Natural Gas Leakage is the Key Contributor to Atmospheric Methane in Los Angeles

When talking about anthropogenic climate change, carbon dioxide usually grabs the attention; however, it is not the only greenhouse gas emitted into the atmosphere by human activity. Neither is it the most powerful.

Another greenhouse gas that is increasing in Earth’s atmosphere due to humans is methane. Although methane is generated by human activity in much smaller amounts when compared to carbon dioxide, it is about 25 times more potent as a greenhouse gas. It is usually associated with cow flatulence, but bovines are not the only human-induced source of methane.

A new study by Caltech researchers indicates that, at least in the Los Angeles Basin, leakage of natural gas used for heating businesses and homes is the main contributor to atmospheric methane.

The study was carried out by Liyin He (MS ’18), a graduate student in environmental science and engineering, while working in the lab of Yuk L. Yung, Caltech professor of planetary science and research scientist at the Jet Propulsion Laboratory, which Caltech supervises for NASA.

She discovered that methane concentrations in the air above Los Angeles change according to the seasons. During winter, when natural gas use is at its peak, methane concentrations are also elevated. During summer, when there is a fall in the use of natural gas, the amount of methane in the air also decreases.

Naturally, methane emissions should be pretty flat across the seasons, but maybe a little higher in the summer period because of a lot of things decompose from higher temperatures. But it seems that in the city, natural gas consumption is so high in the winter that a lot of it leaks into the atmosphere.

Yuk L. Yung, Professor of Planetary Science, Caltech

The study was carried out with the help of a device known as a remote-sensing spectrometer located on top of Mt. Wilson, a mountain whose peak soars a mile above Los Angeles. From its lofty perch, the spectrometer had a view of a broad swath of the urban area beneath.

Although Methane cannot be seen by naked eyes, it can be easily observed by using the spectrometer as it strongly absorbs infrared light, the wavelength of light to which the spectrometer is sensitive.

With the help of this arrangement, the spectrometer was pointed at 33 surface locations around the area and gathered methane measurements six to eight times a day for six years. When those measurements were combined, a clear pattern materialized: every December and January, the methane levels in the atmosphere increased, and every June and July, it dropped to a low level.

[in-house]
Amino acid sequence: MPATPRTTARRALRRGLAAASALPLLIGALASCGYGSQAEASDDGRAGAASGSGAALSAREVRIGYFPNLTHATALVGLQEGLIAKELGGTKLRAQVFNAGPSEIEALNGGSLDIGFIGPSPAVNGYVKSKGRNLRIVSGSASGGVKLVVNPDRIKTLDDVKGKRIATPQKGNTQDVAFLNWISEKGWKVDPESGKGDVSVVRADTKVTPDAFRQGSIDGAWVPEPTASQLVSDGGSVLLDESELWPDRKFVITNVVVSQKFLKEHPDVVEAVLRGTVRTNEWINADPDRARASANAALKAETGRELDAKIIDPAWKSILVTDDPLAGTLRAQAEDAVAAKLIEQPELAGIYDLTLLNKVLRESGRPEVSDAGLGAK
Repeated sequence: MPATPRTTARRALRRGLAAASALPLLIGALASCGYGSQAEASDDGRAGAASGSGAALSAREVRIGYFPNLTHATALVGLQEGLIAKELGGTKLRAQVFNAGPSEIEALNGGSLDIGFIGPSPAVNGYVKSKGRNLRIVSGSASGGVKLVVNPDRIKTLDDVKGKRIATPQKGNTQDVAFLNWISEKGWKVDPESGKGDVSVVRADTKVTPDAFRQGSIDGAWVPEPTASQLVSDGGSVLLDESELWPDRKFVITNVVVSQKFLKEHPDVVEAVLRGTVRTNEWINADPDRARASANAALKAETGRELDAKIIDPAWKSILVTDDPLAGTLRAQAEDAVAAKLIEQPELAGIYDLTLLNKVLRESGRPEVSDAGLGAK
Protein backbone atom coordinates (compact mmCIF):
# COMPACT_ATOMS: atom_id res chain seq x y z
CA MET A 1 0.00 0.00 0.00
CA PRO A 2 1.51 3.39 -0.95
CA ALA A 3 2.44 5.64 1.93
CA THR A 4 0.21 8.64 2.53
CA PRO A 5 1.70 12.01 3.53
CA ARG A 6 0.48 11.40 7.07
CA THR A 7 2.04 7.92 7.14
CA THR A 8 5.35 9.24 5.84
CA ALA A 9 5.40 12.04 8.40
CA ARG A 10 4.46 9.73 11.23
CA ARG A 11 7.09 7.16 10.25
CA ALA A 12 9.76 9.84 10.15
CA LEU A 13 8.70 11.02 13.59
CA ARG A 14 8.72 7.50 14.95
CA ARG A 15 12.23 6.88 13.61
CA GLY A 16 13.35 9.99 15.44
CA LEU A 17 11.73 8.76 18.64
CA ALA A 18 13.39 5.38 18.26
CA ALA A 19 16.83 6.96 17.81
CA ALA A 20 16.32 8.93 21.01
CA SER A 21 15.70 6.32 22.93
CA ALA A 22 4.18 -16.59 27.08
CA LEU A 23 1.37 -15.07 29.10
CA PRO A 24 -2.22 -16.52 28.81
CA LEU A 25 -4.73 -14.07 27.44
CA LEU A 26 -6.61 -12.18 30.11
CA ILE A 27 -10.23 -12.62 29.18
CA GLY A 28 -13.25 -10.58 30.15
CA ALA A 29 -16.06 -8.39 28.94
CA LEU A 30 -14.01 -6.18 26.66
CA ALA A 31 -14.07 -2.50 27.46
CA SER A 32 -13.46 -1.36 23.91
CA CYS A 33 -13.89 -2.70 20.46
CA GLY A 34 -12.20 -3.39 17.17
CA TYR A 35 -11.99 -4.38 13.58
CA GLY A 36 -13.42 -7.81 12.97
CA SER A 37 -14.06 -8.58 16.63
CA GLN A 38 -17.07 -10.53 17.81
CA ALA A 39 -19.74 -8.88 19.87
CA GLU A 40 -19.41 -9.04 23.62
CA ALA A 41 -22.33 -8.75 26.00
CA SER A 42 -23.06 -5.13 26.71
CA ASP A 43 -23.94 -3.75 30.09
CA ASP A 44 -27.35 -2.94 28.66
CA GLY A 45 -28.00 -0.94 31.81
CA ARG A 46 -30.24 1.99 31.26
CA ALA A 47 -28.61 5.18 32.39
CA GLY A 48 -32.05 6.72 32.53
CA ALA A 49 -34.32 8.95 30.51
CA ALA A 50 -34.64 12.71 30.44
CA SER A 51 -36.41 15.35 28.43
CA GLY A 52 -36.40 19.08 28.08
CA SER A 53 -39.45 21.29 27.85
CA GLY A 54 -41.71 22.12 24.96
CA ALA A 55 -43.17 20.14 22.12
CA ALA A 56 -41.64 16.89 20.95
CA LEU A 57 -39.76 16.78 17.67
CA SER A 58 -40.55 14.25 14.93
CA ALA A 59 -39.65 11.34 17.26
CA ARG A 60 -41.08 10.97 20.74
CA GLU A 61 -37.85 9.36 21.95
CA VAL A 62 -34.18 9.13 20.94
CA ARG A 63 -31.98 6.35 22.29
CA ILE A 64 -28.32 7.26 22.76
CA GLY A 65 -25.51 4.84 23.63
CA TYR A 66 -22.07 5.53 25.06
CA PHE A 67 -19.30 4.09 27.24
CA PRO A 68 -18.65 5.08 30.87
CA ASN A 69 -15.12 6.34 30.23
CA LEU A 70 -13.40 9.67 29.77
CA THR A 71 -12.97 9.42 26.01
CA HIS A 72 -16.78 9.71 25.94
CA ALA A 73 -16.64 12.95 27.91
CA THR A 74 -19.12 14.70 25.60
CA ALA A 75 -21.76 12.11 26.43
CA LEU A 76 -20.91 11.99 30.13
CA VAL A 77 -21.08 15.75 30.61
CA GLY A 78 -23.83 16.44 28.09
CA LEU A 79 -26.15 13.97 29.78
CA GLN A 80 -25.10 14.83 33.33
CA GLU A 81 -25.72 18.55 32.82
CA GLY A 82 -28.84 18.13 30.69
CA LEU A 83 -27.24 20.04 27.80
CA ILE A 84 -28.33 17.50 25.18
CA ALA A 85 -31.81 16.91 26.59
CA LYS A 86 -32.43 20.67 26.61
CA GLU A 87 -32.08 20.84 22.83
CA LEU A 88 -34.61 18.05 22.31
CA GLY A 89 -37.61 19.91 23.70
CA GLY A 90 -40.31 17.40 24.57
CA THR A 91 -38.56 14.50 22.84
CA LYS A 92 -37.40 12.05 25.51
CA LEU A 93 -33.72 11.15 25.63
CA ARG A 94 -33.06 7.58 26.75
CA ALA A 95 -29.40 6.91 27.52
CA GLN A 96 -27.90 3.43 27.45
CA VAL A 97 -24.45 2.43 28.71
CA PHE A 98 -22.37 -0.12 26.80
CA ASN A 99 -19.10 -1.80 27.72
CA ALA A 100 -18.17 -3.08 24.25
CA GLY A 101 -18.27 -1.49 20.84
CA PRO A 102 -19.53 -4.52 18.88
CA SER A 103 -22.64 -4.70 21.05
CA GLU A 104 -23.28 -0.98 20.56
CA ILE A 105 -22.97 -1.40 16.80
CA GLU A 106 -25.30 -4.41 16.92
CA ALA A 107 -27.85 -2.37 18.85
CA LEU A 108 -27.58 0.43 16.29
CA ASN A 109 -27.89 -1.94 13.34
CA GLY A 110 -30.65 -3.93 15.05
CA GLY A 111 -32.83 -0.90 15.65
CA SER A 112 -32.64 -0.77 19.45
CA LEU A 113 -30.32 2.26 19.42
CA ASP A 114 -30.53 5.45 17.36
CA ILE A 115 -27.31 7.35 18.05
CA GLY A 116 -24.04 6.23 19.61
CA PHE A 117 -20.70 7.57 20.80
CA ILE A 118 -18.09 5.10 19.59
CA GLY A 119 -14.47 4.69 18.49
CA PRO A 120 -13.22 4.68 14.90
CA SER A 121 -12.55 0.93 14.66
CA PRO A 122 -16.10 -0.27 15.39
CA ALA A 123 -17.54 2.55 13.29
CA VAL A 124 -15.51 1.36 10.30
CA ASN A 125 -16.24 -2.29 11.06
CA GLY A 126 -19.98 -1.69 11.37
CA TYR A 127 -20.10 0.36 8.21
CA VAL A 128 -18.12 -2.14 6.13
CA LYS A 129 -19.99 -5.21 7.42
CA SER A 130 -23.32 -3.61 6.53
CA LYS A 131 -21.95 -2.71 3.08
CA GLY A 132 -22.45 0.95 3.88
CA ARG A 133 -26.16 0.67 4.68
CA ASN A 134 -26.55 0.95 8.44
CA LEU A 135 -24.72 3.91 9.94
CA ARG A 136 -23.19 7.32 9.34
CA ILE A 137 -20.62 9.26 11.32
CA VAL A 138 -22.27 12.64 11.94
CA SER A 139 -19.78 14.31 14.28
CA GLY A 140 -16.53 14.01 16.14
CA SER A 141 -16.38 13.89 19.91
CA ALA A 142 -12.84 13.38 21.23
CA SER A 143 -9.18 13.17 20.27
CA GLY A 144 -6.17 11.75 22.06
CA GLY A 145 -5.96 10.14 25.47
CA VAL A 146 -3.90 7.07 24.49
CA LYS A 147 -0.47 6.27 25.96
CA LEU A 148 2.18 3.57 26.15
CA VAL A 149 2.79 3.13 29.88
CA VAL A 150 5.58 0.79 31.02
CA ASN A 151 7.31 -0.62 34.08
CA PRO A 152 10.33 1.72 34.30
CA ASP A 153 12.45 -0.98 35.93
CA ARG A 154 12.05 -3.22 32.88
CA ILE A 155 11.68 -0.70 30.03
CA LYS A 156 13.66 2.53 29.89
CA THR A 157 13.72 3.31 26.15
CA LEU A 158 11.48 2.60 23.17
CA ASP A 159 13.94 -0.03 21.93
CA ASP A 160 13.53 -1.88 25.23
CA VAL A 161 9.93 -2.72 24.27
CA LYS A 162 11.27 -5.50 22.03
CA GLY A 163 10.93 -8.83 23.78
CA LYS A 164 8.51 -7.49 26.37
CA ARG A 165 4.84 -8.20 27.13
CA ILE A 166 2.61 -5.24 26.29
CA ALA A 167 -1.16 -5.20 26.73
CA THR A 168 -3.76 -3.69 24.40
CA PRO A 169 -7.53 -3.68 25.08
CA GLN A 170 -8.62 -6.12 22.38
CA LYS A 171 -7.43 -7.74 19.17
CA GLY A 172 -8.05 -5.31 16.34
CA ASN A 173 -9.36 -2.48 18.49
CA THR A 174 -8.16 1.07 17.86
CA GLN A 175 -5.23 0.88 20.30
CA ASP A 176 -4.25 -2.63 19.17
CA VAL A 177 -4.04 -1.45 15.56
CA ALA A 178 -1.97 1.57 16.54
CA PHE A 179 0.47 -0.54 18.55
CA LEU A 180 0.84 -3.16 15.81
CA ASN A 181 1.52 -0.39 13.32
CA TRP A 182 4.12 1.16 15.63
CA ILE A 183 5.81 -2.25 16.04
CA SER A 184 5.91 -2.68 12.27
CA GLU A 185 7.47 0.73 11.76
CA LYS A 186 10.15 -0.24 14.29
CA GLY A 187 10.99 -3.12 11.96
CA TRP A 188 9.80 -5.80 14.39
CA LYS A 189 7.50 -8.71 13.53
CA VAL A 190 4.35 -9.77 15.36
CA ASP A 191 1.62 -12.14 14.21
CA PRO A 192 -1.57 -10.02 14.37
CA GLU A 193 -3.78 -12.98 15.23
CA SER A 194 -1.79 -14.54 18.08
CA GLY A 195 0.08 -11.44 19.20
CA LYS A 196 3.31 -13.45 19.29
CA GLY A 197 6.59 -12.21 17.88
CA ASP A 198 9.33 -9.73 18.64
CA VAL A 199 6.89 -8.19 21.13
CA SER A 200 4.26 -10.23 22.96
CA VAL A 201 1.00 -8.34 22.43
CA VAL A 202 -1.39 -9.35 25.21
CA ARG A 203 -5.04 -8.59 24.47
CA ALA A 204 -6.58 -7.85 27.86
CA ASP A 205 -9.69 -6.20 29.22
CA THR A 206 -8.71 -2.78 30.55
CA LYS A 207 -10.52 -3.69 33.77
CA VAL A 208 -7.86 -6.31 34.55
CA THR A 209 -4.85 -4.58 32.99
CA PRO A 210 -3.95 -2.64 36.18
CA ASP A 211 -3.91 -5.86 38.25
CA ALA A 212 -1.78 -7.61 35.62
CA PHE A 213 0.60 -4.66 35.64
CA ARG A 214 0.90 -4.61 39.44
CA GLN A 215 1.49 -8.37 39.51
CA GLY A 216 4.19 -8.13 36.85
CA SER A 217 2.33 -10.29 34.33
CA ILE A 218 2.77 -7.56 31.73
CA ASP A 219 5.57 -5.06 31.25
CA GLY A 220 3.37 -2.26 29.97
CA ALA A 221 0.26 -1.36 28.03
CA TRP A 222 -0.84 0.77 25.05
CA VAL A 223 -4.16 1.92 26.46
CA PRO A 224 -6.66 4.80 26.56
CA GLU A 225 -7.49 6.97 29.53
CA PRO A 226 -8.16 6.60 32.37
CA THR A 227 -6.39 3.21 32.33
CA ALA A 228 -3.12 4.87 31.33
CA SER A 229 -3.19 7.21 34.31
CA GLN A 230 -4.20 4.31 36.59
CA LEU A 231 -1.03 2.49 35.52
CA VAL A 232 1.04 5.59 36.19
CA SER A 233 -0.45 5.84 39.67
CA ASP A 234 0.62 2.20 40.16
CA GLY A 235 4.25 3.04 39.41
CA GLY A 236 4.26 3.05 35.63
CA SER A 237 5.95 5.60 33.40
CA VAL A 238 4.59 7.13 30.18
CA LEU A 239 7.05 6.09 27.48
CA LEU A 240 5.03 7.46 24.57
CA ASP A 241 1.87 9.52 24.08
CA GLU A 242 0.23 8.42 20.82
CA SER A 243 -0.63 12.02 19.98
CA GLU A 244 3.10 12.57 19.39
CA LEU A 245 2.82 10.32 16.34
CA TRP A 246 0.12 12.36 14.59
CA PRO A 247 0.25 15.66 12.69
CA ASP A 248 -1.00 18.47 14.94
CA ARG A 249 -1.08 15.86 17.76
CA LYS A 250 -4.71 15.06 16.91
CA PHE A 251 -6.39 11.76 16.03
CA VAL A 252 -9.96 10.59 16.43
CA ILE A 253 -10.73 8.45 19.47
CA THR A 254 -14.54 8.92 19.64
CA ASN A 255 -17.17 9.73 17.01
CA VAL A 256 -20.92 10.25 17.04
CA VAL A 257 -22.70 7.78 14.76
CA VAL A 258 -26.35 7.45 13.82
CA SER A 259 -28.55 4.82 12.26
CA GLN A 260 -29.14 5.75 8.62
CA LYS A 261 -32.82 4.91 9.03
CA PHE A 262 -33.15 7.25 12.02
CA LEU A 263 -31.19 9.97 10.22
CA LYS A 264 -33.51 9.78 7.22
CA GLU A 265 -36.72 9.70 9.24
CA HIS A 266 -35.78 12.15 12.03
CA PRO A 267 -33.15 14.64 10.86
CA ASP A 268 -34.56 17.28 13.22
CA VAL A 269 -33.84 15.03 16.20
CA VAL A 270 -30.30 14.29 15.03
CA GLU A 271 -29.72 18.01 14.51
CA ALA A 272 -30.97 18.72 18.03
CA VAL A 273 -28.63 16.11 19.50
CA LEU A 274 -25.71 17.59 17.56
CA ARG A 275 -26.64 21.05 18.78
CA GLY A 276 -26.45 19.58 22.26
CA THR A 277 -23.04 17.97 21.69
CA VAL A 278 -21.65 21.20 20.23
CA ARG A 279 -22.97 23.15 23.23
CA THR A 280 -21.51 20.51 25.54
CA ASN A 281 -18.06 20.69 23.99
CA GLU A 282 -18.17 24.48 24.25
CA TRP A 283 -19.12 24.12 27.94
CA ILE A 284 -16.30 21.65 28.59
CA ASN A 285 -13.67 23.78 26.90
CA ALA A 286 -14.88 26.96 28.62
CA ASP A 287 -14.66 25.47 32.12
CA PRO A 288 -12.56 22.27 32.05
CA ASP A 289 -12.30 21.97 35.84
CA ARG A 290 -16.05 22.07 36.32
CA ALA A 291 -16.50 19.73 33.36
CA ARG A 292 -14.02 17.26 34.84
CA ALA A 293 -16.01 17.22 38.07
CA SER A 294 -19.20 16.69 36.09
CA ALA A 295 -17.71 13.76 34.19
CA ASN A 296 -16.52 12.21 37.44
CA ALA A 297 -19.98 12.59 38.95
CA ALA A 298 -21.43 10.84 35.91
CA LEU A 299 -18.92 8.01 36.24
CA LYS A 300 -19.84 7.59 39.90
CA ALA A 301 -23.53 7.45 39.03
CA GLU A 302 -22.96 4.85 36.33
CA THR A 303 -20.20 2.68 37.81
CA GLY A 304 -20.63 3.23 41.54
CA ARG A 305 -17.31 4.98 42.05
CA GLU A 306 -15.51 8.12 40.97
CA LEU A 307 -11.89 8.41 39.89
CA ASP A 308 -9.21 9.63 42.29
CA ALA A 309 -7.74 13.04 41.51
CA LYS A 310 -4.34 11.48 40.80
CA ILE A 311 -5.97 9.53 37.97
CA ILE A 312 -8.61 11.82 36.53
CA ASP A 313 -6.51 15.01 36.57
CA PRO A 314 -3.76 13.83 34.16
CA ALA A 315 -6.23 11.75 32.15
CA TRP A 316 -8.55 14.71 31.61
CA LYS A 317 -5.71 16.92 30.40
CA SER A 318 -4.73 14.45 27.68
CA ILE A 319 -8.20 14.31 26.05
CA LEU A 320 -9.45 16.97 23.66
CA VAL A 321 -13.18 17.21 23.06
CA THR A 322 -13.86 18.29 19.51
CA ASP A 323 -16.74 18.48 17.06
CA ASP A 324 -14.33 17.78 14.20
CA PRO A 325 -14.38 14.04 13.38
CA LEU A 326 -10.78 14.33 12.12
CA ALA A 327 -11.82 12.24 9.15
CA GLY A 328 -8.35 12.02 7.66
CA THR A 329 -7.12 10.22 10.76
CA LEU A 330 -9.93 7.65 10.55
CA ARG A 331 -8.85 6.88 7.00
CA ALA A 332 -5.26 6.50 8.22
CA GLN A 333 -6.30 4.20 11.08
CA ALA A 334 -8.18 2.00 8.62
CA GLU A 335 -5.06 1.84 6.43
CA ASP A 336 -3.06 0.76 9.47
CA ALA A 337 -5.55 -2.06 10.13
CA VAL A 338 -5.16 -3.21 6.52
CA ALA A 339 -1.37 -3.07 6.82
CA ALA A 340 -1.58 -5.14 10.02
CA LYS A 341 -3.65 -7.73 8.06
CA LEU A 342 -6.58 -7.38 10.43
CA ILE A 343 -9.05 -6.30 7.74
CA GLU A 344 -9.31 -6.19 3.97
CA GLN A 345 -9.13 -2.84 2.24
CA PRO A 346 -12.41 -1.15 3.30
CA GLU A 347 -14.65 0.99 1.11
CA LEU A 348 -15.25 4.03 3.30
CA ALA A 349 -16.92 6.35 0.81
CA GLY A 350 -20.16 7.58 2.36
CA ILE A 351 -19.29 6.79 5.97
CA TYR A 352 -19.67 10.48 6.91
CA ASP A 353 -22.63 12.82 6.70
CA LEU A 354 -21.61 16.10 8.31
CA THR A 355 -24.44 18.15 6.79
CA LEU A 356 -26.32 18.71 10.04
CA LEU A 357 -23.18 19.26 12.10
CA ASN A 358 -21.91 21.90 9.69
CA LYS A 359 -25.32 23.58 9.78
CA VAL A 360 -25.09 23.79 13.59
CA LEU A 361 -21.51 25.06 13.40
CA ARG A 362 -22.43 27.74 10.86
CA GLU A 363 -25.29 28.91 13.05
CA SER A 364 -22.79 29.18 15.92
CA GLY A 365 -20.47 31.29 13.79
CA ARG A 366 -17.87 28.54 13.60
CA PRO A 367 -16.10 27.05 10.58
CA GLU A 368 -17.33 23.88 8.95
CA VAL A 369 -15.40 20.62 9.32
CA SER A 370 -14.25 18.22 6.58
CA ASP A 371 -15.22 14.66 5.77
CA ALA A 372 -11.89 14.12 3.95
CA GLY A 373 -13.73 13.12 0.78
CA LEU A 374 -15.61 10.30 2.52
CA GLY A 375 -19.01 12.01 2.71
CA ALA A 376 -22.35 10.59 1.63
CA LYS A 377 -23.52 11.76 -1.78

Although the work does not find particular sources of methane, the researcher proposes that the whole natural gas distribution system, from storage fields to pipelines to stoves and furnaces, causes the leaks.

As methane is such a powerful greenhouse gas, and as it is comparatively short-lived in the atmosphere, identifying and mitigating those natural gas leaks is one means through which humans might help minimize the impacts of climate change.

Agriculture and wetlands are still the most important sources of methane when we consider the global scale,” Yung says. “But I think pipeline leakage is the most important one when it comes to cities.”

The paper explaining the study, titled “Atmospheric methane emissions correlate with natural gas consumption from residential and commercial sectors in Los Angeles,” has been published in the July 15 issue of Geophysical Research Letters.

Other co-authors at Caltech are Zhao‐Cheng Zeng, visitor in planetary science; Run‐Lie Shia (PhD ’86), associate research scientist; Paul O. Wennberg, R. Stanton Avery Professor of Atmospheric Chemistry and Environmental Science and Engineering and director of the Ronald and Maxine Linde Center for Global Environmental Science; and Stanley P. Sander (MS ’75, PhD ’80), visiting associate in planetary science.

Other co-authors include Thomas J. Pongetti, Vineet Yadav, Kristal Verhulst, Charles E. Miller, and Riley Duren of JPL; Clare Wong of Cal State Northridge; Sally Newman, former Caltech senior research scientist now at the Bay Area Air Quality Management District; and Jianming Liang and Kevin R. Gurney of Northern Arizona University, Flagstaff.

Funding for the study was offered by the National Institute of Standards and Technology, the California Air Resources Board, the National Aeronautics and Space Administration, and the Resnick Sustainability Institute fellowship program.


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